Then from the late 60's and 70's the traditional British resorts had to compete with increasing air travel and cheap package holidays, initially to Spain. I had no personal family experience of any of this social history, but I realise that at some point developers started building holiday accommodation beside unspoilt beaches away from towns - and the word 'resort' took on the other meaning of specific holiday accommodation.

          Yes Ralf, we get those TV documentaries in the UK too (as well as the sensational kind e.g. about beach parties and backpacking youth on holiday in Thailand which must have many a parent rushing to lock up their kids passports!)

          I think there surely exist low paid jobs (relative to the local economy and cost of living), and even exploitation of workers in Thailand as in Turkey and more or less everywhere else (including, as you mentioned, cruise ships - and indeed in the UK hotel and restaurant sector exacerbated by the influx of workers from an expanded EU). I don’t believe that was the case in this particular resort I loved so much. You have to think of the 'resort' as a prestigious high-end hotel attracting career service-industry professionals. One of the staff I spoke to had previously worked in the next place I stayed, and he clearly looked on his move as a career progression.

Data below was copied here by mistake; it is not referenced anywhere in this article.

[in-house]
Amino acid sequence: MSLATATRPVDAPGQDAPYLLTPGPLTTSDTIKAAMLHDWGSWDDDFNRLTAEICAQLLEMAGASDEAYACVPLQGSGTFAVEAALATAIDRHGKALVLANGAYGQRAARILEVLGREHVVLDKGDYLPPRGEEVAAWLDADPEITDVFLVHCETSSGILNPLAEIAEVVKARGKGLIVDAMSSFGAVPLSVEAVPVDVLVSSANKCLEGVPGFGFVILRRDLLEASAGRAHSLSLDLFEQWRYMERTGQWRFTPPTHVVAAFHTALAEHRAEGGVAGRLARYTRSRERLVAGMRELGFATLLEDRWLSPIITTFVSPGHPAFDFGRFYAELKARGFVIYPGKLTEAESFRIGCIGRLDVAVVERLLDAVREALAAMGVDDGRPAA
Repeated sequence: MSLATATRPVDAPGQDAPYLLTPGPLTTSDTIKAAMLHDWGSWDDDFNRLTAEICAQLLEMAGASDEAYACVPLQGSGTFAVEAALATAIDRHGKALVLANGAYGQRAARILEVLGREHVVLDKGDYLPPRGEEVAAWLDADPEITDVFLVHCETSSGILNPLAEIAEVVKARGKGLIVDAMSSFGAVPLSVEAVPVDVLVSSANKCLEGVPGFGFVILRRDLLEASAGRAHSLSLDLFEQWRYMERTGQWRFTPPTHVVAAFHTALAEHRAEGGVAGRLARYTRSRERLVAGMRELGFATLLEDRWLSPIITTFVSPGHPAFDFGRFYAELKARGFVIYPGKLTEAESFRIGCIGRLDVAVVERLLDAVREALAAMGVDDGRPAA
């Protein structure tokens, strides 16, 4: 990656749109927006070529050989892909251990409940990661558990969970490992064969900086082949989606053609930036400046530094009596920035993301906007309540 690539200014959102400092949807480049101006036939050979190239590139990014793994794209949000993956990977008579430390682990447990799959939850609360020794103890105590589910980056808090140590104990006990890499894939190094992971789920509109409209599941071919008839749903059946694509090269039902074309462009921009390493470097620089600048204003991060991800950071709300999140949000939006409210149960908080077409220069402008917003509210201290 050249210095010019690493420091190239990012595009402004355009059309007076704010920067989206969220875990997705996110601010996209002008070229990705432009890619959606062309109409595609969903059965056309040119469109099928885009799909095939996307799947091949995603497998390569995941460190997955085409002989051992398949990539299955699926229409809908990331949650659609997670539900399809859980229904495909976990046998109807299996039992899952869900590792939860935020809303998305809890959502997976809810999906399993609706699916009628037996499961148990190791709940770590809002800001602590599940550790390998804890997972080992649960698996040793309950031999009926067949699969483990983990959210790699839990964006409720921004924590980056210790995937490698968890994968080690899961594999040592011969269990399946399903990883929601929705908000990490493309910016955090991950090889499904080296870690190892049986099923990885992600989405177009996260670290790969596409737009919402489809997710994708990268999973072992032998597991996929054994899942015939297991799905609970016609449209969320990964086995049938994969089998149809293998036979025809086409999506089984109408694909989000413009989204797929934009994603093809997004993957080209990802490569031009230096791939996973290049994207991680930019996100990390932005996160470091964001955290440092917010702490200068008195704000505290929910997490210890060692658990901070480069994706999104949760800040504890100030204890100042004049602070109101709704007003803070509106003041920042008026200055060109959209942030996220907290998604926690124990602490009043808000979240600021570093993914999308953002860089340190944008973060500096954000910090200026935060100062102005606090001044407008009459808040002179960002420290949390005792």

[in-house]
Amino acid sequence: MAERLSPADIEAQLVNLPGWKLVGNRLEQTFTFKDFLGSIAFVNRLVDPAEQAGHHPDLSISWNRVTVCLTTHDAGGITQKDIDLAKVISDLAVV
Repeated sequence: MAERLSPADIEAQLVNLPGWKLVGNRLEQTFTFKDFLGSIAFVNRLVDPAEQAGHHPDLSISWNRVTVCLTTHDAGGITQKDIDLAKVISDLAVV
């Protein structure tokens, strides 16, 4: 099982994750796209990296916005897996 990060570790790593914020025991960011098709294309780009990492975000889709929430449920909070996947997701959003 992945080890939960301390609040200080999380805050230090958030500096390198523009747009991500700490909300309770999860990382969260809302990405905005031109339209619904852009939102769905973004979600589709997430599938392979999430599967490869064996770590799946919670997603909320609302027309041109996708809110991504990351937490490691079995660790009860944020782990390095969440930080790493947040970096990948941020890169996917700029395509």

Well Ralf, that next place I stayed was actually my first ever experience of the kind of beach resort enjoyed by so many of our fellow compatriots who are wanting to be first with their towels at the sun beds around the pool! . Although I was looking for cheaper accommodation for this bit of my trip, the reason I didn't stay at a nearby and alluringly-named guesthouse, "Pakarang Villa", was that it was just a bit too far and inland from where I wanted to be able to take local walks, especially along the beach in the evening.

          I do very much enjoy architecturally interesting hotels, both modern and traditional and sometimes expensive; also hotels' superior rooms if they have an ambience and view I consider worth paying for (think the balcony rooms at Seilet Hotel in Molde for example), and these are all the kinds of places you probably associate me with. But, as I'm sure I've mentioned in the forum many times, I've also very much loved staying in cabins and hostels especially in Scandinavia. But those places are often too inconvenient for a non-driver limited to public transport. So your "travel, eat and live local" philosophy is often not practical for me, for example, Ralf, your delightful Tuscany farmhouse or current accommodation in Denmark, and such places are more geared to families or friends travelling together.

          In Thailand the language barrier and suchlike perhaps makes finding and booking suitable places less straightforward than in Europe (though there are plenty of apartment type places in for example seaside resorts like Hua Hin), and I see an increasing number of rural "homestay"-type arrangements advertised through various agencies. But maybe not so easy to be sure of the details of that kind of thing without a personal recommendation.

          So perhaps we in CVF should indeed take up our Captain's call when he wrote with so much passion:
          Originally posted by pakarang View Post
          Now, that is an advertisement nobody can ever set a price on.
          So, when shall I be the guide to Thailand for the CVF-family? Anyone want to join up?
          I'm waving my arms madly and shouting “Me, Me!”, though of course, like you Ralf, I have always that care and concern for our Captain, that "I have to take care of you" feeling.

          But if he is going to go there anyway...

          Comment

          Working...
          X